The low oil price has contributed to the downward pressure on day rates of construction vessels in the Middle East region, which started to gradually drop in 2015, after pre-downturn ranges tried to hold out until Q4 2014. The subsequent years became a period of re-calibration for contractors and operators. Although previously awarded projects are progressing to completion, some renegotiations for existing long-term contracts, which were awarded prior to the downturn, were also carried out to reflect the current EPCI market. The 2017 Q4 ranges for construction vessels’ bareboat day rates are now around half compared to 2014 ranges. Although, there seems to be a positive sentiment in the market with the oil price above $60 by the end of November, day rates are anticipated to recover likely in around eight months to a year’s time or until the $60/bbl price is stably sustained or improves further.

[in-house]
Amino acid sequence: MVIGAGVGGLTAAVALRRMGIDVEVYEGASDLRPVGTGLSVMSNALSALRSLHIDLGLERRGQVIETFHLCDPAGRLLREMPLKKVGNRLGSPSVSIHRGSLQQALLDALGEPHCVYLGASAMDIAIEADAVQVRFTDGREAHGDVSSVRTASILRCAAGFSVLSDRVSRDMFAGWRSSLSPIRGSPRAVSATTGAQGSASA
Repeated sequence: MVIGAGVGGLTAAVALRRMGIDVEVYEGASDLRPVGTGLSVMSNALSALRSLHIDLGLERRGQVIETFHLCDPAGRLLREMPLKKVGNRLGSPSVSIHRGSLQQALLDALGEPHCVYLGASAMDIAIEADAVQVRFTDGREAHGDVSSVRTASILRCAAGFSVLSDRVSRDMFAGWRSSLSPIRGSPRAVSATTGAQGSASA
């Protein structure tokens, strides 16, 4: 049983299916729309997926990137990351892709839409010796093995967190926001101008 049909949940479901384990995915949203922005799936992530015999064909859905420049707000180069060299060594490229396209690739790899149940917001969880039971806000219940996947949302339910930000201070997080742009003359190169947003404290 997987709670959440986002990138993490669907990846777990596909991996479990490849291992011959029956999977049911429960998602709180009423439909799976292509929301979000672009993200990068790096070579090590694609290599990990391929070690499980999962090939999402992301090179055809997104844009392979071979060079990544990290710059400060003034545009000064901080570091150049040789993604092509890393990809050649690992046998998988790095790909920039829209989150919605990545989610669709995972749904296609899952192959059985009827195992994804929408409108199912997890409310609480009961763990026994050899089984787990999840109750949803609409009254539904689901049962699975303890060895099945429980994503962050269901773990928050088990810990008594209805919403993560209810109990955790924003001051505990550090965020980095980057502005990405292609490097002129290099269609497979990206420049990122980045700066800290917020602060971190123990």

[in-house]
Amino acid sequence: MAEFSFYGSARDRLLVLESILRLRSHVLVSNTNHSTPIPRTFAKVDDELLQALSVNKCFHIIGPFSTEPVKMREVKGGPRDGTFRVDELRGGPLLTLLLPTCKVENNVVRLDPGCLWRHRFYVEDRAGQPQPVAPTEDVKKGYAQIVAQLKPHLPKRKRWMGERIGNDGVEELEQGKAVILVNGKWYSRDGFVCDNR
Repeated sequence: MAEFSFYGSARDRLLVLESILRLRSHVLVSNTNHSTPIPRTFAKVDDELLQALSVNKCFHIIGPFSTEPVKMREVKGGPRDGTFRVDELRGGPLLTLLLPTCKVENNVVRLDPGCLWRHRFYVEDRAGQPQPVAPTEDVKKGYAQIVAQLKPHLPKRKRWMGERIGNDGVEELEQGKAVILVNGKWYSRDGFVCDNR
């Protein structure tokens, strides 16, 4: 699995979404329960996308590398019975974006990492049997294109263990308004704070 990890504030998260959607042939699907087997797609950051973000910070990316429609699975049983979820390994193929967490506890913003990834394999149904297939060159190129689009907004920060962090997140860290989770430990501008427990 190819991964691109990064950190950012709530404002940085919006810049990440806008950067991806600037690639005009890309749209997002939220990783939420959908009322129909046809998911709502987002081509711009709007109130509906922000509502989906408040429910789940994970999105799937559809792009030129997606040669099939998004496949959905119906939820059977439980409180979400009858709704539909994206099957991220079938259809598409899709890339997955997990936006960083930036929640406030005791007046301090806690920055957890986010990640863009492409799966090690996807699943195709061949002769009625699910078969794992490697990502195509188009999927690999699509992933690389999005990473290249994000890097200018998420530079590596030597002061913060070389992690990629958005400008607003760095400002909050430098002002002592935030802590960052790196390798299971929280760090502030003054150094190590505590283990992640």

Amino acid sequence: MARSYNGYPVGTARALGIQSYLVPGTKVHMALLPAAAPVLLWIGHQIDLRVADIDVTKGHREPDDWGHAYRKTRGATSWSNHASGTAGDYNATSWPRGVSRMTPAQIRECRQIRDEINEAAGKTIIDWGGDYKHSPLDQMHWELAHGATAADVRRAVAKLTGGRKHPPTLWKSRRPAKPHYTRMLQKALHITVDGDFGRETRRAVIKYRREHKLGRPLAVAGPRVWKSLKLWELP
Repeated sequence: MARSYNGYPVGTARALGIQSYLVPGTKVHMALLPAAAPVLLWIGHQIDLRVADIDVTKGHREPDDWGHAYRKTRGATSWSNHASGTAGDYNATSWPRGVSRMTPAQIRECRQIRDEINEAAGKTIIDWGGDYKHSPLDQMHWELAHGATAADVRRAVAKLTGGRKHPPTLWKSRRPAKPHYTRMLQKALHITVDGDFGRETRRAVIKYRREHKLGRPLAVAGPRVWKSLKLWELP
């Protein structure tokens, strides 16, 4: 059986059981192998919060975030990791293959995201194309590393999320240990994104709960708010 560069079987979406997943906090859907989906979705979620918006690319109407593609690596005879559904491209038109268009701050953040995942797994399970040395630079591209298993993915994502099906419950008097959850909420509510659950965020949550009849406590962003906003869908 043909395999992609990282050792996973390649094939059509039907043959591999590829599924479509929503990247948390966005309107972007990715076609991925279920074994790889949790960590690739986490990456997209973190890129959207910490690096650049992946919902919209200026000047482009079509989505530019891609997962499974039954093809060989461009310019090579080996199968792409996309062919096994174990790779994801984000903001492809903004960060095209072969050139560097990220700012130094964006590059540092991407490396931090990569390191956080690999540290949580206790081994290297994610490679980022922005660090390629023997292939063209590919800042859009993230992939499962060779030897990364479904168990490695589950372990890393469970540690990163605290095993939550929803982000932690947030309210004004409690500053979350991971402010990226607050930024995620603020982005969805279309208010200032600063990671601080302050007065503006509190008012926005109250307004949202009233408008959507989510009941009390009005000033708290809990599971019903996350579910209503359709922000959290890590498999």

Based on data from ConstructionVesselBase by IHS Markit, as of November 2017, there are 138 construction vessels in the Gulf, and their utilization rate stands at 57%. This is higher than the average utilization rate of 41% worldwide. The global construction vessel fleet consists of 851 vessels. In the Middle East Gulf, there are 80 units currently engaged in work programs, 55 are either idle or cold stacked while three are inshore for repair, refit or survey. Out of the total number of units carrying out campaigns, 40 are performing either platform and pipeline installation, providing saturation diving or ROV support while another 40 are engaged in accommodation support services for either ongoing offshore construction or field maintenance work.